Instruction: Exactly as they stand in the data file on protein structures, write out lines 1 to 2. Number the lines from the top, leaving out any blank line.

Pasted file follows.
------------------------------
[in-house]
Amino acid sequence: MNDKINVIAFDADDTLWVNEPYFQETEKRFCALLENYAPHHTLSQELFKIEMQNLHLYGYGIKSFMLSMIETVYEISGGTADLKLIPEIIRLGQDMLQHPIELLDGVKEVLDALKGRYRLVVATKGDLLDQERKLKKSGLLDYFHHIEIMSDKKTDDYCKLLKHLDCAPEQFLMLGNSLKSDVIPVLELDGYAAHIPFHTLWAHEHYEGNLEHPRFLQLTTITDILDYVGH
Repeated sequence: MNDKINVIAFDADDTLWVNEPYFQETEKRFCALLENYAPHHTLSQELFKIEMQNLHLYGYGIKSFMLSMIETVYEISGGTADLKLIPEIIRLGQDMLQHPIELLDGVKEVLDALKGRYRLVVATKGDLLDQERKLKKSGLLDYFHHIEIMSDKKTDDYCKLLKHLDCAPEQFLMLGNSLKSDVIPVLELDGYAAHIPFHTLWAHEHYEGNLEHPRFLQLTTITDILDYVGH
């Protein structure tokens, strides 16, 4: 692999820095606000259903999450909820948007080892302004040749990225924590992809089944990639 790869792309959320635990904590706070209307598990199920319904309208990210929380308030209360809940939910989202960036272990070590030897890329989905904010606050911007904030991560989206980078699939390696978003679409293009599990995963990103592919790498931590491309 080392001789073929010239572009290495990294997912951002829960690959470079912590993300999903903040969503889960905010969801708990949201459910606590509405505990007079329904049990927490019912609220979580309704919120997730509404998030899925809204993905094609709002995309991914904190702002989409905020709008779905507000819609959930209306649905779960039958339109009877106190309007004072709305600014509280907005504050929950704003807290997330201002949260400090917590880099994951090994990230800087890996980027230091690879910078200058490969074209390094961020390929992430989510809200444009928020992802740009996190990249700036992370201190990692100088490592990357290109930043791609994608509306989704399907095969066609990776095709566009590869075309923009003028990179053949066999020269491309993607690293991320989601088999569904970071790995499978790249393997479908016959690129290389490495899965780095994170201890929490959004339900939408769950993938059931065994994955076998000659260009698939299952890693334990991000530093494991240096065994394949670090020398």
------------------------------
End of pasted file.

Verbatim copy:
[in-house]
Amino acid sequence: MNDKINVIAFDADDTLWVNEPYFQETEKRFCALLENYAPHHTLSQELFKIEMQNLHLYGYGIKSFMLSMIETVYEISGGTADLKLIPEIIRLGQDMLQHPIELLDGVKEVLDALKGRYRLVVATKGDLLDQERKLKKSGLLDYFHHIEIMSDKKTDDYCKLLKHLDCAPEQFLMLGNSLKSDVIPVLELDGYAAHIPFHTLWAHEHYEGNLEHPRFLQLTTITDILDYVGH